So the reason I was being so rigid is because I figure that a broken storyform is still objective, right? So it seems like we should still be able to figure out what is there so we can see what isn’t there. What I can see now, thanks to your steadfastness @mlucas, @Lakis, and @Hunter, is that without at least a more complete storyform, even if it is objective, a missing piece is all it takes to make it extremely difficult, if not impossible, to pinpoint where the conflict comes from. Like with Incredibles 2, if you have what looks like Physics conflict in service of a Psychology throughline (or the other way around) an MC character without a clear change can really keep you from pinpointing a solid example for a storyform.
When I first saw the movie, I remember thinking that Vi telling Bob she wasn’t going to go anywhere was the solution to the OS and then I was waiting to see where Bob would change. I’ll concede that Vi making that statement could be a Psychology Solution-just as her not going anywhere could be a physics solution-but we really need Bob (or Helen) to change to prove that solution.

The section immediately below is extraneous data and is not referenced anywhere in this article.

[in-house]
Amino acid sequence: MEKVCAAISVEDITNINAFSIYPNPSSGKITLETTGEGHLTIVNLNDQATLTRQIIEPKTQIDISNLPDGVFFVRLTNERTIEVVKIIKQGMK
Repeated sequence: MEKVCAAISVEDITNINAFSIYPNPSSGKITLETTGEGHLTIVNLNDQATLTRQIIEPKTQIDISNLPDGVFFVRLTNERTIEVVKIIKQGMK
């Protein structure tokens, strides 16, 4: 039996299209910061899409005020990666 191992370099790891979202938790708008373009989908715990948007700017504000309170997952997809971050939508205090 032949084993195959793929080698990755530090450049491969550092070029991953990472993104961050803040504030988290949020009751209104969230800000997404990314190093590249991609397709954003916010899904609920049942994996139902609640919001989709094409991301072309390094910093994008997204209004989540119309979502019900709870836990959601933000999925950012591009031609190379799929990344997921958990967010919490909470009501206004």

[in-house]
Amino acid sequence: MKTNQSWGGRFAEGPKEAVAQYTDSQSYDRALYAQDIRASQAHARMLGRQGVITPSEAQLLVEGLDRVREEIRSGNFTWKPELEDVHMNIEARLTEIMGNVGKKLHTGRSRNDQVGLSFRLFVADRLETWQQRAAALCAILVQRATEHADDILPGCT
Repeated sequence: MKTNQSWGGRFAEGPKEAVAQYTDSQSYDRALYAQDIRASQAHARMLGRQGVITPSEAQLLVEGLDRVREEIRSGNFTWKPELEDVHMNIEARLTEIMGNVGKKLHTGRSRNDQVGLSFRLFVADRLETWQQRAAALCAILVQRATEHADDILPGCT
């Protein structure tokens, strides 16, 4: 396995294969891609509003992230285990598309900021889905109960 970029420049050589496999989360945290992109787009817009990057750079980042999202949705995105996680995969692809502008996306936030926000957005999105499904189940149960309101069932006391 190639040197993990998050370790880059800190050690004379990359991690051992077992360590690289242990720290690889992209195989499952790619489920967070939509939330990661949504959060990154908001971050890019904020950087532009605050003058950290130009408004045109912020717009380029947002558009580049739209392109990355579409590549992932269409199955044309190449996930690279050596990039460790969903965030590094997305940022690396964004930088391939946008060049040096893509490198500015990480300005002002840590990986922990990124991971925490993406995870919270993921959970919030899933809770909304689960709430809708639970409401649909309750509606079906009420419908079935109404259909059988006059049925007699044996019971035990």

Now I know everyone’s thinking “that’s not a new revelation, Greg. It’s been pointed out many times before on this very forum that a broken storyform can keep you from locking anything in.” But i bring it up to let M, L, and H know what I was doing as well as to say that knowing something is very different from experiencing something. Trying to do something and seeing why it can’t be done is a very helpful experience. So thanks for your part in that, guys.
I also want to say that between this movie and Infinity War, I’m also get a much better feel for the difference between a movie that is really good (to me, I guess, some of you others don’t seem to’ve thought this one was that good) and a movie that says something. Again, it’s cool to know it, but much different to experience it.